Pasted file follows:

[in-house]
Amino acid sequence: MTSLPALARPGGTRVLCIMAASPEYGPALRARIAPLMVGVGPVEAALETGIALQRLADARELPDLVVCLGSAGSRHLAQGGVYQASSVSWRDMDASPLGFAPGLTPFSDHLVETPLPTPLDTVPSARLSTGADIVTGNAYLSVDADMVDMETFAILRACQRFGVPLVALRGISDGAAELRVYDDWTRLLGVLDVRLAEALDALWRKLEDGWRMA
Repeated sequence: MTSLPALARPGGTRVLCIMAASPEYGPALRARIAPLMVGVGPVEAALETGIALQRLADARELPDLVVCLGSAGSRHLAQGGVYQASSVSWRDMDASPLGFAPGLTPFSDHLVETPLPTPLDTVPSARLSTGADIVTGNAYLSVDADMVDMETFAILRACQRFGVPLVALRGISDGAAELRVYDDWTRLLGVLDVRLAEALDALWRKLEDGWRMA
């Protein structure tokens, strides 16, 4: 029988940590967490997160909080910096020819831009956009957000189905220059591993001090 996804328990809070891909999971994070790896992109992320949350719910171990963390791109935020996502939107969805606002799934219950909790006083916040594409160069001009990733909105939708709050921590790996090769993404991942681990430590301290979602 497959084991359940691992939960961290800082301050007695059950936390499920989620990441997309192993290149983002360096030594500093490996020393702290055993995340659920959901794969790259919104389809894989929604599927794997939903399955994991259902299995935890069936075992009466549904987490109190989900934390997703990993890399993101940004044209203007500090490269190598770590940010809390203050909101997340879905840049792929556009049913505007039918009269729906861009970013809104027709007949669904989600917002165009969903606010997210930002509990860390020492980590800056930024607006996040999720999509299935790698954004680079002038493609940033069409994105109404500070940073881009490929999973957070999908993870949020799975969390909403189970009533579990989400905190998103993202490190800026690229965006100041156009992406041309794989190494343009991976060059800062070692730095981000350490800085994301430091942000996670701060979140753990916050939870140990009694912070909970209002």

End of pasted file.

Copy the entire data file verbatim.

[in-house]
Amino acid sequence: MTSLPALARPGGTRVLCIMAASPEYGPALRARIAPLMVGVGPVEAALETGIALQRLADARELPDLVVCLGSAGSRHLAQGGVYQASSVSWRDMDASPLGFAPGLTPFSDHLVETPLPTPLDTVPSARLSTGADIVTGNAYLSVDADMVDMETFAILRACQRFGVPLVALRGISDGAAELRVYDDWTRLLGVLDVRLAEALDALWRKLEDGWRMA
Repeated sequence: MTSLPALARPGGTRVLCIMAASPEYGPALRARIAPLMVGVGPVEAALETGIALQRLADARELPDLVVCLGSAGSRHLAQGGVYQASSVSWRDMDASPLGFAPGLTPFSDHLVETPLPTPLDTVPSARLSTGADIVTGNAYLSVDADMVDMETFAILRACQRFGVPLVALRGISDGAAELRVYDDWTRLLGVLDVRLAEALDALWRKLEDGWRMA
């Protein structure tokens, strides 16, 4: 029988940590967490997160909080910096020819831009956009957000189905220059591993001090 996804328990809070891909999971994070790896992109992320949350719910171990963390791109935020996502939107969805606002799934219950909790006083916040594409160069001009990733909105939708709050921590790996090769993404991942681990430590301290979602 497959084991359940691992939960961290800082301050007695059950936390499920989620990441997309192993290149983002360096030594500093490996020393702290055993995340659920959901794969790259919104389809894989929604599927794997939903399955994991259902299995935890069936075992009466549904987490109190989900934390997703990993890399993101940004044209203007500090490269190598770590940010809390203050909101997340879905840049792929556009049913505007039918009269729906861009970013809104027709007949669904989600917002165009969903606010997210930002509990860390020492980590800056930024607006996040999720999509299935790698954004680079002038493609940033069409994105109404500070940073881009490929999973957070999908993870949020799975969390909403189970009533579990989400905190998103993202490190800026690229965006100041156009992406041309794989190494343009991976060059800062070692730095981000350490800085994301430091942000996670701060979140753990916050939870140990009694912070909970209002």